It’s not often that you leave a symposium feeling more awake than when you started, but that was certainly the case for every attendee and participant of last week’s The Child in the City of Play: Growing by Design
Posts by Aidan O’Connor
The first major research trip we undertook for Century of the Child: Growing by Design, 1900–2000 was, appropriately, through the historically child-centric Nordic countries. It was then, in 2009, that we first encountered Jens S Jensen’s 1973 photograph
MoMA exhibitions rarely end at the gallery doors. There are publications and websites, symposia, family programs, and special events that extend the life, the interactivity, and the scope of projects big and small.
The name Luckey invites wordplay too tempting to avoid; in the case of Tom Luckey, a Yale-educated architect known for the kind of lofty play structures shown above, the children who ascend his Luckey Climbers could be called just that.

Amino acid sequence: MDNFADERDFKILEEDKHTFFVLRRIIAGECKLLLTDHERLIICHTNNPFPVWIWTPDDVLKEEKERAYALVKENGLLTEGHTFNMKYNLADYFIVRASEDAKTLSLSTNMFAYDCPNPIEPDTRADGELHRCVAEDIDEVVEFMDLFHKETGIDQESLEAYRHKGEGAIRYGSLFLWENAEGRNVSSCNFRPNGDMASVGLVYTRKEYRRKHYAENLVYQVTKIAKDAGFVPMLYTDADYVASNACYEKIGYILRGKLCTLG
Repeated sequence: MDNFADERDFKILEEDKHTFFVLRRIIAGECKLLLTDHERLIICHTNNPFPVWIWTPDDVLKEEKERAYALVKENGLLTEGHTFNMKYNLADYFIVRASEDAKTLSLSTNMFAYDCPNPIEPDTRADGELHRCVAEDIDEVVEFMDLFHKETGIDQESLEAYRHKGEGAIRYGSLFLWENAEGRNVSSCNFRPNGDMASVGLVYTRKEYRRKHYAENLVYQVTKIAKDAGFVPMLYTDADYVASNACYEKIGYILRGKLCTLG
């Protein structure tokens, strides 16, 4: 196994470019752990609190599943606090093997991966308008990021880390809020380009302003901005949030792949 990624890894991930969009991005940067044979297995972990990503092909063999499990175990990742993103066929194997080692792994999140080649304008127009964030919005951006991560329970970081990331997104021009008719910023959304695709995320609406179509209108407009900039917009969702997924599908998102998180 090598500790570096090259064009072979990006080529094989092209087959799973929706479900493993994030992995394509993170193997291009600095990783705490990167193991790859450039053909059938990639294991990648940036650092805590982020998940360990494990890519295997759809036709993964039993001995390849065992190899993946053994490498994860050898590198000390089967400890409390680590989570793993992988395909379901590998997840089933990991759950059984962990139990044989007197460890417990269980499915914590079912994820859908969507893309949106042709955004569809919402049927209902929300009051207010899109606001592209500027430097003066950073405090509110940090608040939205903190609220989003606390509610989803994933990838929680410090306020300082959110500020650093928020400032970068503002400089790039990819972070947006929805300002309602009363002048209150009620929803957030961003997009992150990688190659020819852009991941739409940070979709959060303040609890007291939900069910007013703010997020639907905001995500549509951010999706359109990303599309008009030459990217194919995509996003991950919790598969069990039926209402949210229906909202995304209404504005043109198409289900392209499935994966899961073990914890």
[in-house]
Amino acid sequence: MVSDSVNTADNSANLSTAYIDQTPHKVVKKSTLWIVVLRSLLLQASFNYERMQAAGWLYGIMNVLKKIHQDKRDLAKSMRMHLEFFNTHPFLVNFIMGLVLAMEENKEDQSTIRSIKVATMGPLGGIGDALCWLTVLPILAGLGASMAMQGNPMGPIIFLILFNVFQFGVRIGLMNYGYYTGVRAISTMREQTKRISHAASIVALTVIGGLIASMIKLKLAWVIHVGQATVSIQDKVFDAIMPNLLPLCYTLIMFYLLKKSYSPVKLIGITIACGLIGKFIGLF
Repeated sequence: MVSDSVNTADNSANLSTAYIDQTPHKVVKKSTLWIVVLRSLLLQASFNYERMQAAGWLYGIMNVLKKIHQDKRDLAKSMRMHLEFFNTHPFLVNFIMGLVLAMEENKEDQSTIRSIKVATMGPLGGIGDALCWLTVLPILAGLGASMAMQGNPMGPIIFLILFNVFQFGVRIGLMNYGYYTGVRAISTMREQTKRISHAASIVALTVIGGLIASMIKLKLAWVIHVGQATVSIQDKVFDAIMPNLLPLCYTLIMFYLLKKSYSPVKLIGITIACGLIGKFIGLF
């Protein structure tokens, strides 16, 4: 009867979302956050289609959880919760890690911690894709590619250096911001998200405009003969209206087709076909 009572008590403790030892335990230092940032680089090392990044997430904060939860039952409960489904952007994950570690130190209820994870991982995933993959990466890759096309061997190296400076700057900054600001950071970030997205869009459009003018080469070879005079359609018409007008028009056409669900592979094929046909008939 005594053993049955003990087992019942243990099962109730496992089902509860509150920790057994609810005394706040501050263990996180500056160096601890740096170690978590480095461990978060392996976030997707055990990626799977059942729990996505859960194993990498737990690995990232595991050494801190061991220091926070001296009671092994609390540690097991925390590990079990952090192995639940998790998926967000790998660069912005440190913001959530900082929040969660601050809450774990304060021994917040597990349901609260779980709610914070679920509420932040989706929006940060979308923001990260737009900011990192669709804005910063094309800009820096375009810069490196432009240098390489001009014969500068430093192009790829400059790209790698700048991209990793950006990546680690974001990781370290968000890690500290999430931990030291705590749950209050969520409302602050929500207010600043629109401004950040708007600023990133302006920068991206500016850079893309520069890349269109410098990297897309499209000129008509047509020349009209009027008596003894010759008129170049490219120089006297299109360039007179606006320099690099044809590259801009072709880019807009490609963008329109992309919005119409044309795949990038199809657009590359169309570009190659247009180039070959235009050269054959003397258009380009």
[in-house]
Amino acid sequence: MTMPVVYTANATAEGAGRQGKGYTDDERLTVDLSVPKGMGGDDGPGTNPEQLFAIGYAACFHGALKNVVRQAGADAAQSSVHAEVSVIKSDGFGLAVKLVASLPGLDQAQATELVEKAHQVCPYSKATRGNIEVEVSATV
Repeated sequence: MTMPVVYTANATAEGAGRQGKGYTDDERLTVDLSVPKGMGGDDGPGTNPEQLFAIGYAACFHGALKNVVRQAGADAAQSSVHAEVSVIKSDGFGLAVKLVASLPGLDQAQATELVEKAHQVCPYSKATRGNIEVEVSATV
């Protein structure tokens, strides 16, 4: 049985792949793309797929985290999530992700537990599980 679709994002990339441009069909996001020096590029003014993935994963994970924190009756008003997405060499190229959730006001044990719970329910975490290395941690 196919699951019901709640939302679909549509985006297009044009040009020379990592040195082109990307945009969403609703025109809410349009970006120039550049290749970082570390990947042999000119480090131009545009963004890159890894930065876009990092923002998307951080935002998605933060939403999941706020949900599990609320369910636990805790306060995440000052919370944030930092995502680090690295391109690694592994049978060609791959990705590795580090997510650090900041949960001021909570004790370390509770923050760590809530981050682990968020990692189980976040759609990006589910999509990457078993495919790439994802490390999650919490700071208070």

The people you meet when you immerse yourself in design for kids—the practitioners who dedicate themselves to this uniquely challenging and generally unglamorous area—tend to be experts. Exuberant, experimental, extraordinary. Two of them are also Exleys.
In 1972, while platform shoes, waistlines, and the first recorded Pong scores were high, a young boy in Norway was feeling, literally, pretty low.
Imagine you have never been to a museum. Any museum. Now imagine that you are visiting your first museum, and it’s MoMA; it’s also your first visit to New York, to the United States, and—most importantly—you are visiting to see your own art work on display.
MoMA’s Century of the Child: Growing by Design, 1900–2000 exhibition includes objects from across the 20th century and from around the world.
Several exciting things are happening now in the world of Counter Space—time for an update!
Here is a slideshow of photos from our hit Counter Space public program, Kitchen Culture. Over 100 people joined us for an incredible dinner in October, inspired by a 1925 German cookbook and prepared by Executive Chef Lynn Bound and the Cafe 2 team.
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